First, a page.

Clothing and Person-Centered Dementia Care

By Erin Harris | Posted on 06.14.2013 | 0 comments
Can specially designed clothes help a person with dementia feel less anxiety and confusion?

If you’re a family care partner or a professional care provider, you know that when people with dementia are engaged in activities like dressing, grooming, and eating, a sense of occupation helps them feel less agitation and more meaning, pleasure, and purpose.

With this in mind, Britta Schulte, a fashion student at Nottingham Trent University’s School of Art & Design, has created a line of clothes designed to help people who have dementia retain independence and feel contentment. With magnetic fasteners and other tactile—as well as visual—features, the garments are intended to engage procedural memory and ease the process of getting dressed for people with dementia.

Research suggests that even if a person with dementia can no longer dress independently, feeling the tactual aspects of clothes can help them orient to time and place. Casual wear might remind a person that he’s not at work, for example, or the feel of pajamas might remind him that it’s nighttime.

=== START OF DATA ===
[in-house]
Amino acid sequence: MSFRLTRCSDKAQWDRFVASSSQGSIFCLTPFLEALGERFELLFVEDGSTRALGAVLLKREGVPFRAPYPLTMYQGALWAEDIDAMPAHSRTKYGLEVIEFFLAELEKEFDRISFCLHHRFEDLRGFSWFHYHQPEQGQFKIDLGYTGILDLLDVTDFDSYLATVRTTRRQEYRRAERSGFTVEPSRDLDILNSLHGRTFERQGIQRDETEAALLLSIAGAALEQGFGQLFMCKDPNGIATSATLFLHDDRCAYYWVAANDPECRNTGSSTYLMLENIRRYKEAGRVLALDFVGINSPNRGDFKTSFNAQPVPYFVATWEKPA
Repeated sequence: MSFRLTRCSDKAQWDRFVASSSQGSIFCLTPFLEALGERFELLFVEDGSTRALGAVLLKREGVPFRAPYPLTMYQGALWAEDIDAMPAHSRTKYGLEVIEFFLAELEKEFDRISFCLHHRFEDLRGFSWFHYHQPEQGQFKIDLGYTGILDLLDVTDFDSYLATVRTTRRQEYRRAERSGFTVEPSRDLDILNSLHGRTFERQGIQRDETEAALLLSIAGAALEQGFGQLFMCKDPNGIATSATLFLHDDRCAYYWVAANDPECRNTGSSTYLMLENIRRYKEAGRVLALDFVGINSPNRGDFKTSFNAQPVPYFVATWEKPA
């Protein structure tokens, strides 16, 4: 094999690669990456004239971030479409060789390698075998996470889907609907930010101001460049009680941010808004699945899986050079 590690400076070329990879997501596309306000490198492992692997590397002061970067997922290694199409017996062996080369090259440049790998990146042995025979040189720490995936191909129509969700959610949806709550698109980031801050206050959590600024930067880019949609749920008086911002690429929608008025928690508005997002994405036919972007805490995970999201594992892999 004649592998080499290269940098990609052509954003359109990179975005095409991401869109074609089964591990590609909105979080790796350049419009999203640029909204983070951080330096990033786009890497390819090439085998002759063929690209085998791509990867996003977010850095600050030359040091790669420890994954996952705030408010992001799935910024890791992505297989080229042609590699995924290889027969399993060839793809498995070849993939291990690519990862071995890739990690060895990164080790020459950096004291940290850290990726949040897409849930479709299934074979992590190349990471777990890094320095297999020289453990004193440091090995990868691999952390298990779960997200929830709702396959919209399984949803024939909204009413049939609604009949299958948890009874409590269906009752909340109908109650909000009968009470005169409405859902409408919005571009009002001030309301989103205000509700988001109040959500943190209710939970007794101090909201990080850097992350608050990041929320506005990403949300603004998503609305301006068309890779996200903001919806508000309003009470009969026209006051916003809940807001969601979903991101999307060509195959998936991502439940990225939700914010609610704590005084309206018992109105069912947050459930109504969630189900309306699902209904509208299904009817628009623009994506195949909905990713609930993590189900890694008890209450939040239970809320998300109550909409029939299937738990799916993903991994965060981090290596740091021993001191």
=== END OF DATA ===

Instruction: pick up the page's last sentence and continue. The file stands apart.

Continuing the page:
Tactile stimuli can also spark reminiscence. The sensation of a silk scarf might remind a woman with dementia of a favorite dress from her youth, for example.

Check out Dementia and Dress for information about studies that examine how clothing is key to a person’s identity.

Learn more and see pictures of Britta’s designs in “New Clothing Offers Help for Dementia Sufferers.”

Therapists, for more about engaging people with dementia in activities they enjoy, read “Activity Intervention for Alzheimer’s and Related Dementias.”

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